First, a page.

The Irish Repertory Company at 132 W. 22nd St., between Sixth and Seventh Avenues, has frequently presented Mr. Friel’s work ("Philadelphia, Here I Come!" twice). Through March 13, it is reviving his 1996 play, "Molly Sweeney." Like "The Faith Healer" from 1979 (staged on Broadway in 2006), "Molly Sweeney" consists of interweaving monologues that center around three characters: Molly Sweeney (Geraldine Hughes), a 40-year-old woman who has been blind since she was 10 months old; Mr. Rice (Jonathan Hogan), a divorced, alcoholic doctor who hopes to restore his failing career by restoring Molly’s sight; and Molly’s husband Frank (Ciaran O’Reilly), who has dedicated his life to having his wife see again.

We get to hear all three characters’ stories individually. Molly has the operation and it turns out to be a success. At first, she is exultant, but after a few months, sight becomes problematic. She probably would have been better off not having her sight restored; seeing becomes more of a hindrance than an advantage for Molly.

The play, originally scheduled to run through March 13, will be extended through April 10, the theater announced last week.

Irish actress Simone Kirby, who recently performed the role in a revival at the Curve Theater in Leicester, England, will play the role of Molly beginning March 9.

Ms. Hughes was unable to stay with the extended production because of a prior commitment to join another cast.

"Molly Sweeney," as a triptych of monologues, can be a little static from a theatrical point of view, especially for audiences who are used to having their plays full of dialogue and conflict. Director Charlotte Moore does everything she can to keep the proceedings moving along, and the actors’ expert recitation of Mr. Friel’s lilting language washes over the audience in a mesmerizing way. Yet, for all its charm and the touching story it tells, as dramatic fare, "Molly Sweeney" is a little wan; it is like listening to a Brian Friel story in a theatrical setting.

 

 

Bernard Carragher lives in New York and covers the arts and entertainment.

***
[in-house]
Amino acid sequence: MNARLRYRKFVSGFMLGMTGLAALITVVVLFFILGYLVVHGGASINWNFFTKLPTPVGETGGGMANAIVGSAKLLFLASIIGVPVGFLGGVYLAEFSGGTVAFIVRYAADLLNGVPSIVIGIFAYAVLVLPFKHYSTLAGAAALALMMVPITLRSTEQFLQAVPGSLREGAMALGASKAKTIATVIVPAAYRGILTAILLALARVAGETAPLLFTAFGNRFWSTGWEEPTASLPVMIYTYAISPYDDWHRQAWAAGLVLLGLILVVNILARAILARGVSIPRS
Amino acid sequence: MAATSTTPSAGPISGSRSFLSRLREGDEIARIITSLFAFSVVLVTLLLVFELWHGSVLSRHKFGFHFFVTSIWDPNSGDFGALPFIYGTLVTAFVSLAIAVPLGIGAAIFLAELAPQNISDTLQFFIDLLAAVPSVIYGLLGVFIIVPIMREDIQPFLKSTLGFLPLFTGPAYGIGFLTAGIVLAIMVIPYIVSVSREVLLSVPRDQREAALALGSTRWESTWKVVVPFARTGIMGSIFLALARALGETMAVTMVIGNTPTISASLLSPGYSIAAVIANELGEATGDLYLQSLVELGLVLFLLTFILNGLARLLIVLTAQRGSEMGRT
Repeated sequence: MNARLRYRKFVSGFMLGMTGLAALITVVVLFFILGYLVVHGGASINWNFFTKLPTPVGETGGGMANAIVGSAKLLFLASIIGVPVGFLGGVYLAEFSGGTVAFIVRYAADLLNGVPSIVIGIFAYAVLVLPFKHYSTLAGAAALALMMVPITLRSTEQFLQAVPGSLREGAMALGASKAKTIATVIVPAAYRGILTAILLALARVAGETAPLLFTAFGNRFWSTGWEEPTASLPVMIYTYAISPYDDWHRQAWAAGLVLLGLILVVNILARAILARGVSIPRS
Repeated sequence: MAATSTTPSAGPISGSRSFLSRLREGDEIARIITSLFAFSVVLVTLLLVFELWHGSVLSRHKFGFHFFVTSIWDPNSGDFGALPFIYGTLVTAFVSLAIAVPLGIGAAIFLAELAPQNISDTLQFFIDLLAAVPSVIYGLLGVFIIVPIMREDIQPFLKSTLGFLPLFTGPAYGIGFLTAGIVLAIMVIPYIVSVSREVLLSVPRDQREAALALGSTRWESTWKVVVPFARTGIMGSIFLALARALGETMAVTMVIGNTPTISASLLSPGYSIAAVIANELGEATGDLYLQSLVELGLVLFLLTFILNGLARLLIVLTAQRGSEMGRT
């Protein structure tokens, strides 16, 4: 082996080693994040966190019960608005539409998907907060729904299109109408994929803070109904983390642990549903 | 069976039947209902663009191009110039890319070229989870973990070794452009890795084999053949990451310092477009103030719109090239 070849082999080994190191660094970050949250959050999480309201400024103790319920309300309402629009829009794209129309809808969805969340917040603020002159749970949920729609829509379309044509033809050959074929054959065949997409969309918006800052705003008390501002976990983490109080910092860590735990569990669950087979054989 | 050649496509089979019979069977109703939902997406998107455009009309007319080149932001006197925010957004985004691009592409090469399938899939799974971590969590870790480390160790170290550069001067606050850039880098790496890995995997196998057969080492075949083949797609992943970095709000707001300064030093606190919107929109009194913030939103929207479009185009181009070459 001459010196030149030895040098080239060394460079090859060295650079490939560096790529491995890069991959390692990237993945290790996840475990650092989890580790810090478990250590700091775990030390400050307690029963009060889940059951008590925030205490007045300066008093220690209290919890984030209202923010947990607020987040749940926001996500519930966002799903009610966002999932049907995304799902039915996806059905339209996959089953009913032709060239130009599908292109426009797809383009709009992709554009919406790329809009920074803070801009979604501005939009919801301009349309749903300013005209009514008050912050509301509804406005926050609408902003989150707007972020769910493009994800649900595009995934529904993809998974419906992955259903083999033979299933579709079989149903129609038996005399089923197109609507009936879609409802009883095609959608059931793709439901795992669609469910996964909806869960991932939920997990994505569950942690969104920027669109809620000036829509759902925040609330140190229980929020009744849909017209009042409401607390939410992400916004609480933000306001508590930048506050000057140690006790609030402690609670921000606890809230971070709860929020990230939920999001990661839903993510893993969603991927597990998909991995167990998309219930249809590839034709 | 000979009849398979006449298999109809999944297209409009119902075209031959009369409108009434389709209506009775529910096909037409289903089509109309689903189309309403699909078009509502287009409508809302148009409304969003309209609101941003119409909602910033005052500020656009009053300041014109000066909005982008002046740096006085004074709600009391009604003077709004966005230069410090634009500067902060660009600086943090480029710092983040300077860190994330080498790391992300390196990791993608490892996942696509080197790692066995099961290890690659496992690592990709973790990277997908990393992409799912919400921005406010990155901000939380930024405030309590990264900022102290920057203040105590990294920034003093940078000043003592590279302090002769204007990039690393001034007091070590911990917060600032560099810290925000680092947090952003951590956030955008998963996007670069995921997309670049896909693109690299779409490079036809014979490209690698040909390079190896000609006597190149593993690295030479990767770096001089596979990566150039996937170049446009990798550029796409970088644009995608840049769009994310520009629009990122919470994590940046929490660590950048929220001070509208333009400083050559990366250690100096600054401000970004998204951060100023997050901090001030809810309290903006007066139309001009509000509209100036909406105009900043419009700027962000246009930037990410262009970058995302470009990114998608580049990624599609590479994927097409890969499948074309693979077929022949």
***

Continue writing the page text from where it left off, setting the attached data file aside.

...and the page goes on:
alertAt the Spring Assembly of the U.S. bishops, Cardinal Joseph Tobin suggested that a delegation ofbishops go to the border to see for themselves what was happening to newly arrived immigrants, families and children. On July 1 and 2, Cardinal Daniel DiNardo, president of the U.S. bishops conference, and five other bishops conducted a pastoral visit to the diocese of Brownsville, Texas. Stops included Mass at the Shrine of Our Lady of San Juan del Valle with the community, a visit to anHHS/OBR Shelter and Mass for the families there, a visit to the Customs and Border Patrol processing center in McAllen, TX, and a press conference at the end of their visit. Catholic News Service accompanied the bishops on their border trip. 

  1. Backgrounder and analysis of the bishops’ trip to the border: Cardinal DiNardo told CNS, “You cannot look at immigration as an abstraction when you meet” the people behind the issue.
  2. At final press conference, Cardinal Daniel Dinardo said the church was willing to be part of any conversation to find humane solutions because even a policy of detaining families together in facilities caused “concern.”
  3. Bishops serve soup to immigrant families at a center run by Catholic Charities and listen to their stories. Scranton Bishop Joseph Bambera said he found hope in hearing the people in the room talk about what’s ahead. They didn’t speak of making money but of finding safety for their children, he said, driven by “the most basic instinct to protect your family.”
  4. At an opening Mass he Basilica of Our Lady of San Juan del Valle-National Shrine near McAllen, Texas, Bishop Daniel Flores of Brownsville told Massgoers, “The bishops are visiting here so they can stop and look and talk to people and understand, especially the suffering of many who are amongst us,”

A delegation of U.S. bishops goes on a fact-finding mission at the U.S.-Mexican border to learn more about Central American immigration detention.

Following their visit to an immigrant detention center, U.S. bishops said they are even more determined to call on Congress for comprehensive immigration reform.